‘Bendy Woodlands’: Archaeologists Find Ancient Prints of Ancestors

Open sesame, Bendy Woodlands!

Gambling giant MGM has announced new discoveries in a drone’s vision of the Ancient Woodlands that has uncovered prints of what it thinks to be the handprints of prehistoric humans who went on to populate the land in the many millennia since the creatures were last seen.

MGM’s director of archaeology, Chris Johnson, believes the prints were made by people who could walk long distances while carrying a projectile point. He said, “Many people see these prints as additional evidence that these animals crossed the water while they were walking. … It’s a clear indication that these animals were not on a straight path, and, therefore, they were carrying a large, heavy projectile.”

MGM will host a contest where contestants attempt to draw the Native American artefacts based on the hints in the documents.

Johnson said, “This is a real opportunity to honor the generations of ancient people that were buried with such care.”

The findings of the designs continue the competition’s “Hunt to Find the Next Great American Treasure,” which has revived passions in the archaeological community for fragments of ancient artifacts that were seen only briefly, but may be crucial to understanding what people lived like thousands of years ago.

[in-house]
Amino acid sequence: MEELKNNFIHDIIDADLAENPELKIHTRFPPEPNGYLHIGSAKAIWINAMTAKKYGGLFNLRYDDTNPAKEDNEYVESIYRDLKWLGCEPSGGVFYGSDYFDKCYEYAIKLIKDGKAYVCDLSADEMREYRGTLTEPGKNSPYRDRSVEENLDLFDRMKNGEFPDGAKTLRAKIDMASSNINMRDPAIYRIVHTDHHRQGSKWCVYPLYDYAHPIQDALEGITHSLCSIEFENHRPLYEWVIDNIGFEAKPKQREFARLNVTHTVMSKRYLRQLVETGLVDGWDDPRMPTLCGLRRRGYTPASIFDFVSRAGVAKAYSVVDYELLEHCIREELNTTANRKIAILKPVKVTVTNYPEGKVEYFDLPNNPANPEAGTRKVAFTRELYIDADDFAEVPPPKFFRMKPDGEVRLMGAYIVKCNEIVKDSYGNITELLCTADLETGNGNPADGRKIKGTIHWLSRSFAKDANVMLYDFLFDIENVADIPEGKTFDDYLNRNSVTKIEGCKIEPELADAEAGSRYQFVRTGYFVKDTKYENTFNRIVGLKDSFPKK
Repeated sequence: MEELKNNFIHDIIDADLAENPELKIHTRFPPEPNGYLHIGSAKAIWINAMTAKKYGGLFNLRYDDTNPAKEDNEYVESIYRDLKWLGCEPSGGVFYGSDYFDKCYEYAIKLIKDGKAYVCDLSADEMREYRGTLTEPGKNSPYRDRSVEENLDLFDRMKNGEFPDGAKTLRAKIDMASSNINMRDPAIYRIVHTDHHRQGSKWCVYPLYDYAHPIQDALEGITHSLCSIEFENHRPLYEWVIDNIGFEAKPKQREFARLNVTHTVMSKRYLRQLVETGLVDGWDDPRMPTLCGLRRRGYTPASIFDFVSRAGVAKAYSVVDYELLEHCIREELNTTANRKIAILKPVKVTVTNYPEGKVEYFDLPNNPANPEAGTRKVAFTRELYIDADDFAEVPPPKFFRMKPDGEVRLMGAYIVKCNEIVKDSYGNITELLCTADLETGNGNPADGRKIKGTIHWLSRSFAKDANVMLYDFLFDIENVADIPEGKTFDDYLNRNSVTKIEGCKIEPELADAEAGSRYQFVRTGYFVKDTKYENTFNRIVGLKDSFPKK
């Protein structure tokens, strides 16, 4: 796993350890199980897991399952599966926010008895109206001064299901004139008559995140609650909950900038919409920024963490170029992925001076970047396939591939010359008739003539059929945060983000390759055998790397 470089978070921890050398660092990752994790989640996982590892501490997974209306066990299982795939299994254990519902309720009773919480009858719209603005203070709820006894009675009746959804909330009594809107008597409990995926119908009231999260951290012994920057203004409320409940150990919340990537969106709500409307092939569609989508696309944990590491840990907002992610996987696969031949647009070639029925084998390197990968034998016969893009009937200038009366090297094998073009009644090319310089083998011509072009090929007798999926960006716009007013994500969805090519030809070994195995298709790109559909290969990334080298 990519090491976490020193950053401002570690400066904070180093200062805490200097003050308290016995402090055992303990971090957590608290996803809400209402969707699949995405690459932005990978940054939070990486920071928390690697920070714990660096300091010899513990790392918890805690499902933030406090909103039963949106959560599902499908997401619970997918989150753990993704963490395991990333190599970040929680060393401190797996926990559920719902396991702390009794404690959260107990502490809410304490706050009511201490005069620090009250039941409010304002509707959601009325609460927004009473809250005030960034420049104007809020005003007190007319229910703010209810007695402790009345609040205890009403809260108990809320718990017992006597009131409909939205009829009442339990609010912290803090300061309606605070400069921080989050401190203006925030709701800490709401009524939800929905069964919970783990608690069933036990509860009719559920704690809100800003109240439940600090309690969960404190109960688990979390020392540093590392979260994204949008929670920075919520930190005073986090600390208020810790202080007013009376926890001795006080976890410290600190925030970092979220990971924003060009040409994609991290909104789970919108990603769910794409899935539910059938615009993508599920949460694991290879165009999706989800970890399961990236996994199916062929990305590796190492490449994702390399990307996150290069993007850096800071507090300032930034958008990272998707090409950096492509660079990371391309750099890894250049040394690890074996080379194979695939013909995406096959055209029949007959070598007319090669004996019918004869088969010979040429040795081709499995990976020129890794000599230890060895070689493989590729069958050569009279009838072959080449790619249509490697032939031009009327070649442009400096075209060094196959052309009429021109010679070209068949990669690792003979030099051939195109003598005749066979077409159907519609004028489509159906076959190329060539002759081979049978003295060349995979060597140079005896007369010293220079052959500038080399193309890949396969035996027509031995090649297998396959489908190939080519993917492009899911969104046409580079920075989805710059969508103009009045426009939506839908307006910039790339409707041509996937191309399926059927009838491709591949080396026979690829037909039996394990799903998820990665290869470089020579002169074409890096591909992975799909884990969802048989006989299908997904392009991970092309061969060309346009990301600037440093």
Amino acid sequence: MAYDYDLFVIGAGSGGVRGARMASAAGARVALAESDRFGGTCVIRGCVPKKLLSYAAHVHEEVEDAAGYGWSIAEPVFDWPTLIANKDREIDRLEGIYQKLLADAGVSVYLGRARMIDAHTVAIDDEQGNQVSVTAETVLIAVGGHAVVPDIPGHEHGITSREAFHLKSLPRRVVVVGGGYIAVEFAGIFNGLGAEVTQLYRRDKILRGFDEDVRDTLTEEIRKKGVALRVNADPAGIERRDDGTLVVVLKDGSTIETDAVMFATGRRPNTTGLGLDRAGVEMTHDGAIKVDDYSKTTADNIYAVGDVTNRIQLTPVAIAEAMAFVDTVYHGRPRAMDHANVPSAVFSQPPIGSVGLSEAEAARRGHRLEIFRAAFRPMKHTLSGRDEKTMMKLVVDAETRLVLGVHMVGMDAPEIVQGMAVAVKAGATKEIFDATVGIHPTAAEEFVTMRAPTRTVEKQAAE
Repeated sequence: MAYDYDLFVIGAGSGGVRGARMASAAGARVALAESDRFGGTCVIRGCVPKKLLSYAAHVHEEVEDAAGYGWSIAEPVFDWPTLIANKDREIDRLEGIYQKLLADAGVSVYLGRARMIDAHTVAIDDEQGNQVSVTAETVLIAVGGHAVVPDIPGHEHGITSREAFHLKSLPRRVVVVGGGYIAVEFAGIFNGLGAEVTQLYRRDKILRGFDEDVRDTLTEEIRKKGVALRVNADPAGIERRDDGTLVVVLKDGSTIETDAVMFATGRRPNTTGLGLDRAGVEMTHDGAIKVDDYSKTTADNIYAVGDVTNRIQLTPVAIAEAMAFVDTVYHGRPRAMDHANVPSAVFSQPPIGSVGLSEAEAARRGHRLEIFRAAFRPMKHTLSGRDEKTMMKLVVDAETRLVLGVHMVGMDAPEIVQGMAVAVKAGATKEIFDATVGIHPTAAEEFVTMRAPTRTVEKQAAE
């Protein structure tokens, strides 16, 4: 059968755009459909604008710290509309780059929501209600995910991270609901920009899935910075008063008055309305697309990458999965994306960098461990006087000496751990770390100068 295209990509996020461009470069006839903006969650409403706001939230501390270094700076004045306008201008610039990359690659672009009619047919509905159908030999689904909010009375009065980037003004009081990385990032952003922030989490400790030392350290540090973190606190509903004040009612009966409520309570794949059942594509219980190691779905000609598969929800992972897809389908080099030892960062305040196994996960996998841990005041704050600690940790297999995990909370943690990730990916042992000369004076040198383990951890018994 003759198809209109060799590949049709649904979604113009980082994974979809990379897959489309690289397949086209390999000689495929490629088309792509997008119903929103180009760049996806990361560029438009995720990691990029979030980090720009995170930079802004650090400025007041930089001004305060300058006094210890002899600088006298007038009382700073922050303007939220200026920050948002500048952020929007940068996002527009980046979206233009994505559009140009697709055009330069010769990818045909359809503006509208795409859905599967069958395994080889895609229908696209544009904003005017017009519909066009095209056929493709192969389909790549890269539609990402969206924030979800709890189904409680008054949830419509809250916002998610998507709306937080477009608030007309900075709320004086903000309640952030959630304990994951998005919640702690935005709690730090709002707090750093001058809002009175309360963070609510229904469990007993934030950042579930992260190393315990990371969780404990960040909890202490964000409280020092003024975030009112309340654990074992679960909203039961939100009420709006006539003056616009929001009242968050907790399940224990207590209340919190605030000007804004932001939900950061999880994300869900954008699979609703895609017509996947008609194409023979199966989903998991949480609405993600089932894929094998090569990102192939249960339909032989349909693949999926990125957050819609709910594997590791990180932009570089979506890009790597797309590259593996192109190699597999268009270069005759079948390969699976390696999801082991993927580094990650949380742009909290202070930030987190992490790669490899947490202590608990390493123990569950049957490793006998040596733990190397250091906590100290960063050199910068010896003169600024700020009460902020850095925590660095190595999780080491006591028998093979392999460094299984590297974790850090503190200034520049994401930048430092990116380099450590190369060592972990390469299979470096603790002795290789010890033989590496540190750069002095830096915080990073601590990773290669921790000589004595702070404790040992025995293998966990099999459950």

The ancient prints may have been made by Naaku Prete Peticco-Cancer. The prehistoric human ancestor became extinct within a decade of when the prints were last seen.

MGM obtained the latest images from a new drone camera that can detect 500 year-old prints. The images, the first of their kind ever taken, were published in a study in the Archaeological Journal of Canada.

The archaeologists behind the revelation could not explain why the prints were so recently left behind but they are confident that it was not natural events: “Places like Namur, Borneo, and South Africa have seen mass excretion of ancient deposits that can be dated based on date of erosion, for example. Namur has seen some of the most significant features that you’ll find along the coast and has seen more natural discontinuities, [a] couple of hundred years ago, than you’ll see in any others,” said Johnson.

“‘Natural’ has nothing to do with the deposits being made. This is a brand new discovery.”

Rearranging the prints would have “laughed in the face of chaos theory.”

You can read more about this incredible discovery on Wired.


Allison Cooney is a content fellow for NYMag.com. She’s written for The New York Times, Forbes, NPR, The Economist, HuffPost, The Boston Globe, and many others. She is a full-time freelance journalist and lives with her husband and two cats in rural Connecticut.

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